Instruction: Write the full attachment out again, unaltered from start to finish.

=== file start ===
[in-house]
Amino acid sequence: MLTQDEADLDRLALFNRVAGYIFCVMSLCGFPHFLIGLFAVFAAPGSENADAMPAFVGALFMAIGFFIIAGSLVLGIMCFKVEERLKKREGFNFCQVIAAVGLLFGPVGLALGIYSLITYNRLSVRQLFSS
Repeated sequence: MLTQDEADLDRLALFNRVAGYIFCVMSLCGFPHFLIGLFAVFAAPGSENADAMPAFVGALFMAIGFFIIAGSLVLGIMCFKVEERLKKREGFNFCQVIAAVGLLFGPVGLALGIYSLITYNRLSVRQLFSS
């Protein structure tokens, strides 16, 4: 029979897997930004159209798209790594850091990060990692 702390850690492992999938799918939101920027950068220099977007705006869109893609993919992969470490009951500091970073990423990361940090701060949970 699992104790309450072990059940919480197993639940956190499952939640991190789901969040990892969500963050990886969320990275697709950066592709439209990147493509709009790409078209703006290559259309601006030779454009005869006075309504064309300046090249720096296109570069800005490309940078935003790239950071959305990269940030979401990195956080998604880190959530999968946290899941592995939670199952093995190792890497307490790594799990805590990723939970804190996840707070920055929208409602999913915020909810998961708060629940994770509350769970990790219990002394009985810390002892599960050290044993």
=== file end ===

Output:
[in-house]
Amino acid sequence: MLTQDEADLDRLALFNRVAGYIFCVMSLCGFPHFLIGLFAVFAAPGSENADAMPAFVGALFMAIGFFIIAGSLVLGIMCFKVEERLKKREGFNFCQVIAAVGLLFGPVGLALGIYSLITYNRLSVRQLFSS
Repeated sequence: MLTQDEADLDRLALFNRVAGYIFCVMSLCGFPHFLIGLFAVFAAPGSENADAMPAFVGALFMAIGFFIIAGSLVLGIMCFKVEERLKKREGFNFCQVIAAVGLLFGPVGLALGIYSLITYNRLSVRQLFSS
């Protein structure tokens, strides 16, 4: 029979897997930004159209798209790594850091990060990692 702390850690492992999938799918939101920027950068220099977007705006869109893609993919992969470490009951500091970073990423990361940090701060949970 699992104790309450072990059940919480197993639940956190499952939640991190789901969040990892969500963050990886969320990275697709950066592709439209990147493509709009790409078209703006290559259309601006030779454009005869006075309504064309300046090249720096296109570069800005490309940078935003790239950071959305990269940030979401990195956080998604880190959530999968946290899941592995939670199952093995190792890497307490790594799990805590990723939970804190996840707070920055929208409602999913915020909810998961708060629940994770509350769970990790219990002394009985810390002892599960050290044993």